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Ear Syringing

Ear syringing is a method for removing earwax, but it may pose more risks and potential complications than the micro suction method.

What is Ear Syringing?

Ear syringing is the process of removing excess ear wax from the ear using water pressure and a tiny hose that is inserted inside of the ear.
Warm water is squirted into the ear to flush out the excess wax. As the water drains from the ear, the additional wax can also be washed away.

The procedure is typically performed by a qualified Nurse or Doctor.

ear-syringing

Is Ear Syringing Safe?

Ear syringing can be helpful to remove excess ear wax. However it does come with risks and concerns. Inserting water into the ear canal is generally not advisable. There are some known complications which can occur during an ear syringing procedure, which patients need to be aware of before beginning this course of treatment. A 2003 study found that 1 in 1000 cases of ear syringing had major complications.
People who have low immunity, are diabetic, have a hole in the ear drum or those with current infections should avoid ear syringing and opt for a dry wax removal technique like microsuction that is performed at our Earworx clinics.

There are several potential problems with ear syringing and reasons why you should reconsider using this method to alleviate the symptoms of excess and impacted earwax.

It Can Fail to Remove the Wax

People who seek out an ear syringing procedure will be doing so to alleviate the symptoms of excess ear wax. These symptoms can include pain, itchiness, a blocked up feeling, dizziness and more. However, ear syringing has been found to often fail to remove all of the excess ear wax, resulting in the patient continuing to experience the same symptoms.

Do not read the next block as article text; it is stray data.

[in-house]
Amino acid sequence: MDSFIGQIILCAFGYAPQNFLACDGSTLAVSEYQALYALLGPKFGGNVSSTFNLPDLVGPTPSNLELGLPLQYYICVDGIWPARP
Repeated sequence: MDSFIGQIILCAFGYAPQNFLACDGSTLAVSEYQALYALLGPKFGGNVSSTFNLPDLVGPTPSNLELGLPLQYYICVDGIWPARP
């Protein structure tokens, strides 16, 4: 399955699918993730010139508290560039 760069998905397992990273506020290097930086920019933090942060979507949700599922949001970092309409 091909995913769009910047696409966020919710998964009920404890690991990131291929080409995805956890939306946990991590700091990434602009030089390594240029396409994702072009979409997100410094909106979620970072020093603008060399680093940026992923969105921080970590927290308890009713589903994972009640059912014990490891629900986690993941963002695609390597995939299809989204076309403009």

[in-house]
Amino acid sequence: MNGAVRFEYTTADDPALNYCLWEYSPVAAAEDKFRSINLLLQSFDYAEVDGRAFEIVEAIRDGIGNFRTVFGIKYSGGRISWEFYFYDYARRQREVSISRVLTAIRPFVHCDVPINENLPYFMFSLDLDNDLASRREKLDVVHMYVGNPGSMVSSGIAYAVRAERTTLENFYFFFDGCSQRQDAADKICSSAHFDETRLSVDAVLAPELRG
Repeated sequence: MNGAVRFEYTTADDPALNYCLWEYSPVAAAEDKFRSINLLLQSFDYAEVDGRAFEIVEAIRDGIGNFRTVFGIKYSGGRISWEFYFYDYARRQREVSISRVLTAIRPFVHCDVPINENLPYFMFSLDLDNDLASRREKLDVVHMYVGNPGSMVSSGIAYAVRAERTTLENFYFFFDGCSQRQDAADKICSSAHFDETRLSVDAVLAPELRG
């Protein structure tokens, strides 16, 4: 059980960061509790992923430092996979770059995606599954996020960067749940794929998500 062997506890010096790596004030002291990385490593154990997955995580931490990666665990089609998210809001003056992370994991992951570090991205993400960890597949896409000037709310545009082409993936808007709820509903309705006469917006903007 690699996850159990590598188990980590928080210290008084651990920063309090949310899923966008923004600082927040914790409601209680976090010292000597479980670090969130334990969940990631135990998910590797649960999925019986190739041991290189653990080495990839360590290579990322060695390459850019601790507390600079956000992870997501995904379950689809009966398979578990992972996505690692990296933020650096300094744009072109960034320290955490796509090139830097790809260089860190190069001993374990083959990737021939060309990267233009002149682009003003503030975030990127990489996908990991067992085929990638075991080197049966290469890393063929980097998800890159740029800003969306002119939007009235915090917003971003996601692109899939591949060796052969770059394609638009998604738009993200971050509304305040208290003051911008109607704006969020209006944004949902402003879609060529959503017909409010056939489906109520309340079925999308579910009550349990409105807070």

It is Ineffective for Impacted Wax

Ear syringing is only recommended for the removal of soft ear wax. Ear wax which has become hard and impacted is difficult to remove using water, and the amount of water pressure required can pose a risk of perforating the eardrum.

It Can Cause Ear Infections

If you are suffering or have suffered from an ear infection, ear syringing is not advisable as it introduces water to the ear canal which can exacerbate or cause infections. Ear syringing can sometimes leave water inside of the ear canal, which can get trapped behind impacted and deeply lodged wax. This can cause ear infections even in people who have not experienced them before.

It Cannot Be Used for People with Burst Eardrums

If you have a hole in the ear drum, you should not insert water into the ears and cannot have an ear syringing procedure. This can cause serious damage to the ear.

It Can Cause Inflammation

Occasionally, the water pressure and the presence of water inside the ear can result in some inflammation of the ear canal, which can cause discomfort for patients.

What Methods Should You Use Instead of Ear Syringing?

The best and safest way to remove excess and impacted ear wax is microsuction. Microsuction is a dry technique and safe method of ear wax removal. In addition to microsuction, you can soften and loosen your ear wax using softening drops from your local chemist if you do not have a hole in your ear drum.

More Information

If you have questions or concerns, feel free to contact the friendly Earworx team. We’re more than happy to help answer your questions and to assist you in relieving your ears of uncomfortable, wax-related symptoms.

The Earworx team would like to wish you Happy Holidays and all the best for the New Year ahead. Please find our updated holiday opening hours here.